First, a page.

By Darren Lum
The 2020 – 2021 season was a record year in terms of conditions and for the amount of visitors and paid season holders said the Haliburton Highlands Nordic Trail and Ski Club Association president Thom Lambert.
On the board of the skier-led association since 2014, he can’t recall any other season that had as many uninterrupted ski days, which is usually hampered by a a lack of snow or warm temperatures and rain events.
“I know people that skied well over 50 days in row this year, uninterrupted,” he said, voice rising.
This year’s strong results doesn’t discount other years when the season has started earlier or lasted as long as five months, he adds. He believes there was a record of total skiers in 2020/21.
It’s a challenge to quantify total skiers without a sign-in due to COVID-19 safety measures, but from his observations from seeing the number of vehicles in parking lots he said there was double the amount of skier days to last year.
“It was unbelievable,” he said.
With the combination of ideal conditions and the fewer options for recreation with the cancellation of various sporting seasons and temporary closure of the ski resort industry due to the pandemic, the Nordic club was the beneficiary.
Lambert said the club more than doubled their revenue compared to last year.
As of March 8 the club had 92 family memberships (groups of four), which was an increase of 77 per cent compared to last year while individual memberships rose by 83 per cent from last year with 277.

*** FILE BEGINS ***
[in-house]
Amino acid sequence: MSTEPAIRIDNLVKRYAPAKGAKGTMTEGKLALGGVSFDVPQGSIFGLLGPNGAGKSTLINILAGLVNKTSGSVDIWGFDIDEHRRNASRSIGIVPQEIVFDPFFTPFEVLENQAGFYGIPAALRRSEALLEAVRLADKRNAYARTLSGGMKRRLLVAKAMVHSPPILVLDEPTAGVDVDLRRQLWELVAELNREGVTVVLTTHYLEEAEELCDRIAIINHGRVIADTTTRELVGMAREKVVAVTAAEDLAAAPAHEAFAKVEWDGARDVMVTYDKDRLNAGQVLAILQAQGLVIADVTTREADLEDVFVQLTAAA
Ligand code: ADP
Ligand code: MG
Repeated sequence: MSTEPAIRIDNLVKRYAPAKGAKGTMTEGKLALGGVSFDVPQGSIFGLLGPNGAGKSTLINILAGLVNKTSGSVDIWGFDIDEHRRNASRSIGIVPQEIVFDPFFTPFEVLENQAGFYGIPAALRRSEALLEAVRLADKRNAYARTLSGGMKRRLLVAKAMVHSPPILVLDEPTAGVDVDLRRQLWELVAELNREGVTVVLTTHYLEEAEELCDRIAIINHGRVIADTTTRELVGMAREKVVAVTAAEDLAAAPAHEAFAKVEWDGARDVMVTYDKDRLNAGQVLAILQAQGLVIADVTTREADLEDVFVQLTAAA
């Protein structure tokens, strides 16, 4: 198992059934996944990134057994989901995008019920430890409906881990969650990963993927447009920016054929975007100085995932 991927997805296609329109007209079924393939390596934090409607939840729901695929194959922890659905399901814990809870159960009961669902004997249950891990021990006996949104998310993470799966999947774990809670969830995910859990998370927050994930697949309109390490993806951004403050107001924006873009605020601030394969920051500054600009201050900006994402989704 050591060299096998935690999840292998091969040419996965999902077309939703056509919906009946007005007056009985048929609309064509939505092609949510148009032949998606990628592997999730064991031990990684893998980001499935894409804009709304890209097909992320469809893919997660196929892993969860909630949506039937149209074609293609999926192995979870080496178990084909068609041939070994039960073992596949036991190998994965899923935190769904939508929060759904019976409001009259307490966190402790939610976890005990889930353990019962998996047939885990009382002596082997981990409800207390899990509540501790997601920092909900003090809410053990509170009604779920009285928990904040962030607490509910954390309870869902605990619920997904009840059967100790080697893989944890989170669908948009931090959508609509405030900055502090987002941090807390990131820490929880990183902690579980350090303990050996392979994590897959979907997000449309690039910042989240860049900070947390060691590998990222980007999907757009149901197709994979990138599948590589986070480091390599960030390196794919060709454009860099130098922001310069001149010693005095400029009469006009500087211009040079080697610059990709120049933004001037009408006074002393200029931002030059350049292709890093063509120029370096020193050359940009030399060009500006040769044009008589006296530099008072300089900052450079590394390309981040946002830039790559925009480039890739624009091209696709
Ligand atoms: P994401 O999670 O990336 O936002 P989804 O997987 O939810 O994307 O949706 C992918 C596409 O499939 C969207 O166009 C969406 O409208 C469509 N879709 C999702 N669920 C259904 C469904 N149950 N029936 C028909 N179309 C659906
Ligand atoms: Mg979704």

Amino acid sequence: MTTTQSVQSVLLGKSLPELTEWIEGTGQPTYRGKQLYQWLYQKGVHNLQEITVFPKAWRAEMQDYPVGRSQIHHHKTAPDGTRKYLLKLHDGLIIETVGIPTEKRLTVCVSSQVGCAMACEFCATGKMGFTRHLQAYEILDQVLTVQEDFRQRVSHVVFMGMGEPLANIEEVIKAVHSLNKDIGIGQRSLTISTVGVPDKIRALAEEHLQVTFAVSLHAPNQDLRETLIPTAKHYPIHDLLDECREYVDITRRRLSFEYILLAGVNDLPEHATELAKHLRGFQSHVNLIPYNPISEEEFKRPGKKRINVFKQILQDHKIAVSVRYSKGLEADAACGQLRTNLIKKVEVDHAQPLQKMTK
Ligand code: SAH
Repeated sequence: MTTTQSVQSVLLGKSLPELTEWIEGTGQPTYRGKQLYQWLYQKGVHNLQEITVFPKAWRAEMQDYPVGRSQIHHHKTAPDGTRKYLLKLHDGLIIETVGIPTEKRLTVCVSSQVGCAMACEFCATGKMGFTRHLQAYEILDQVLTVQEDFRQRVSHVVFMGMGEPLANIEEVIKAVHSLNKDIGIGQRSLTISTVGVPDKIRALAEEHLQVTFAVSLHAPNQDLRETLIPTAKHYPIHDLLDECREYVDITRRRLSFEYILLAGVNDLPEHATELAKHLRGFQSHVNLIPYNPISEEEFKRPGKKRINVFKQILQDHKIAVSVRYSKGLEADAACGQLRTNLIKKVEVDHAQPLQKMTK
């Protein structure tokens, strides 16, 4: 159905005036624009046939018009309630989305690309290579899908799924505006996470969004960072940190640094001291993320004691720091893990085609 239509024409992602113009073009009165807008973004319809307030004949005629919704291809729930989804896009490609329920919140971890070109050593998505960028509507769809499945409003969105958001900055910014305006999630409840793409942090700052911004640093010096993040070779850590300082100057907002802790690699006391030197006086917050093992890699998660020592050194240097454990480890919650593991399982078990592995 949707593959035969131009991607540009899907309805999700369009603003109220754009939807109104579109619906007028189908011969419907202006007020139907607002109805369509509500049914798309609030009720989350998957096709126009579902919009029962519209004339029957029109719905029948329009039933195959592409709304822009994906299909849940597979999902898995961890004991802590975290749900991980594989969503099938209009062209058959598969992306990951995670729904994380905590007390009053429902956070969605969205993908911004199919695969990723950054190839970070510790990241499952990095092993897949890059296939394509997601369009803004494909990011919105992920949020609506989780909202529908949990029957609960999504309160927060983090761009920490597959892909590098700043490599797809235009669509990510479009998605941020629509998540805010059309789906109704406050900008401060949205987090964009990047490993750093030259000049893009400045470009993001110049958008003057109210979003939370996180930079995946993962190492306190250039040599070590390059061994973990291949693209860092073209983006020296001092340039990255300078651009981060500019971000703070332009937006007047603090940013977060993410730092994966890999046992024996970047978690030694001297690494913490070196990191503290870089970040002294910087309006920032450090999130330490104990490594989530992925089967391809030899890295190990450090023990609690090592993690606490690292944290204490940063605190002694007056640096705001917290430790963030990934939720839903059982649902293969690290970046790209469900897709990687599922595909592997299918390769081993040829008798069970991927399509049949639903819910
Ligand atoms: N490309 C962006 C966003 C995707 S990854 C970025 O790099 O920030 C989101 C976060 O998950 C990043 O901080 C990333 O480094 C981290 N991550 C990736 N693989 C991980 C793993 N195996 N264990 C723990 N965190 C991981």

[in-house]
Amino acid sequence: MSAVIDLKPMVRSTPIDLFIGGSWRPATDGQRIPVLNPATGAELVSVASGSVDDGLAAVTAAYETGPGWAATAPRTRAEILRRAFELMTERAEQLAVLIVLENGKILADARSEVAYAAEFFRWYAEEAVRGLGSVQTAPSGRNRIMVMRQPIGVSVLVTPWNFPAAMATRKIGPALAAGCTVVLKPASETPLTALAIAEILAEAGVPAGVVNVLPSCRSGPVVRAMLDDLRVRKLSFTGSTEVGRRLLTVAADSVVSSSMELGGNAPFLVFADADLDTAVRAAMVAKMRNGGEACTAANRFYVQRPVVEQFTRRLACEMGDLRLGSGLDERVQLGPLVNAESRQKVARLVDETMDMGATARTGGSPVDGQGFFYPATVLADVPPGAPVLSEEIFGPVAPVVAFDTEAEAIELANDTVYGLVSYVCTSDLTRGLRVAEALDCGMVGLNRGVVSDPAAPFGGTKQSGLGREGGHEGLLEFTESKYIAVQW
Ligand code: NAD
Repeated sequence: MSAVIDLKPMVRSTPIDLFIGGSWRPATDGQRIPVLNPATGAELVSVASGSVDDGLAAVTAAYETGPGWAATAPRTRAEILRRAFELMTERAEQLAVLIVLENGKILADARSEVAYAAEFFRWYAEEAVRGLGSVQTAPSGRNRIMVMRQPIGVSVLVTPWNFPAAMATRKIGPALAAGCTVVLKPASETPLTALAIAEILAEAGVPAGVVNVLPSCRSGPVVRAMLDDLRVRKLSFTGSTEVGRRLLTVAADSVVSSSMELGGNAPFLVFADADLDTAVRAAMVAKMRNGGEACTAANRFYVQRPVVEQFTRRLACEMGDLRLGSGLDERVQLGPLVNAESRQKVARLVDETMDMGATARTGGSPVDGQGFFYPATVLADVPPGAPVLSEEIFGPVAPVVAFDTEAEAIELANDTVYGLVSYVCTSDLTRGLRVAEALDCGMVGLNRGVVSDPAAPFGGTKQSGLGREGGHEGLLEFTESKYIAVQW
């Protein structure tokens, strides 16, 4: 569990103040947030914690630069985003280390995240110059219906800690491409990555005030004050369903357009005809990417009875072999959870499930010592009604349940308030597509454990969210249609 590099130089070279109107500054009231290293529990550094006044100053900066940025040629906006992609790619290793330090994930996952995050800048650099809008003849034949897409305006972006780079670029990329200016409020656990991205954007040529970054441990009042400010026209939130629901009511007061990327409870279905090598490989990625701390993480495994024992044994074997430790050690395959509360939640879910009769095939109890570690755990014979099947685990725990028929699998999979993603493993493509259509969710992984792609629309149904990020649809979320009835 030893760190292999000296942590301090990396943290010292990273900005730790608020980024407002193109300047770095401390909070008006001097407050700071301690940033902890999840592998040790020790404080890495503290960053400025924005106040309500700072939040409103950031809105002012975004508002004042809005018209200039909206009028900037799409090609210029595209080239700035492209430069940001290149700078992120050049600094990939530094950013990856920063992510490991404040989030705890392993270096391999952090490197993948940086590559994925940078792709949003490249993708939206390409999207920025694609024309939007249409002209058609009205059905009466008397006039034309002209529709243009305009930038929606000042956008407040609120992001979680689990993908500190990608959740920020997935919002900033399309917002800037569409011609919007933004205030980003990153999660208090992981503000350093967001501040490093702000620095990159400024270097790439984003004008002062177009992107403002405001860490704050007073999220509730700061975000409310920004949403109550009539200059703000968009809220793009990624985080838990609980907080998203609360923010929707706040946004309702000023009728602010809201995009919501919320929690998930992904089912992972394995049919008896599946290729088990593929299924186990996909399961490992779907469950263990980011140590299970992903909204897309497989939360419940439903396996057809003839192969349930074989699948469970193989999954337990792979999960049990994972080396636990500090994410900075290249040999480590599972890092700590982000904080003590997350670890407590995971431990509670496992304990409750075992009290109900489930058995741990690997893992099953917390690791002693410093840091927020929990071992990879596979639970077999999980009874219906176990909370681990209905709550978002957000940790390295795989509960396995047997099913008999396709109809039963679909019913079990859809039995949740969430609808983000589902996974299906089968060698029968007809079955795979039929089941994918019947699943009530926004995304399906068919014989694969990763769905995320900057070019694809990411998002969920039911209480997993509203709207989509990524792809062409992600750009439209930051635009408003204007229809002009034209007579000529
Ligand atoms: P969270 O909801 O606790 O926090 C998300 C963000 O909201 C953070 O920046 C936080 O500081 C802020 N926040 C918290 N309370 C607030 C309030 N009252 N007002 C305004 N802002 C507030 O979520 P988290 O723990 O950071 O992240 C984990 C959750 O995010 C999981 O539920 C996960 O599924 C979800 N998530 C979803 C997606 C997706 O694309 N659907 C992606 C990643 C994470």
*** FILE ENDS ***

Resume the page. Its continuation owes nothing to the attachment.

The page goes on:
This was attributed to a “mild winter” and favourable weather conditions, which included the lack of rain, or any kind of thaw and, with the exception of a few days, there weren’t any extremely cold days.
Many of this year’s skiers were first- time skiers, who had the best experience possible and will be motivated to return because of the ideal conditions, he adds.
The season started officially on Dec. 20 and is technically over, but there was hope it would stretch into April. The contributing factor to the ending of this season is owed to the two warm days with strong winds, which occurred earlier this month.
“We went thinking we were skiing right into April to having a big reserve, to losing a big part of our base over the course of really a day and a half. It was funny. It wasn’t rain. It wasn’t sun. It was that really warm wind over a day and a half period. You just watched the snow disappear,” he said.
Lambert said this past weekend was likely the end, as grooming will cease, but he won’t be surprised to see a few die-hards this week.
“We have skiers that are so serious they’ll head up into Glebe, if they have to walk a kilometre to get onto decent snow, they’ll do it. You know it really depends on … how soon the biking gets good,” he said.
A skier from last year told him she skied until April 15.
He said the trend of the past five years has been a large snowfall in late March or early April so there could be additional days for the really dedicated.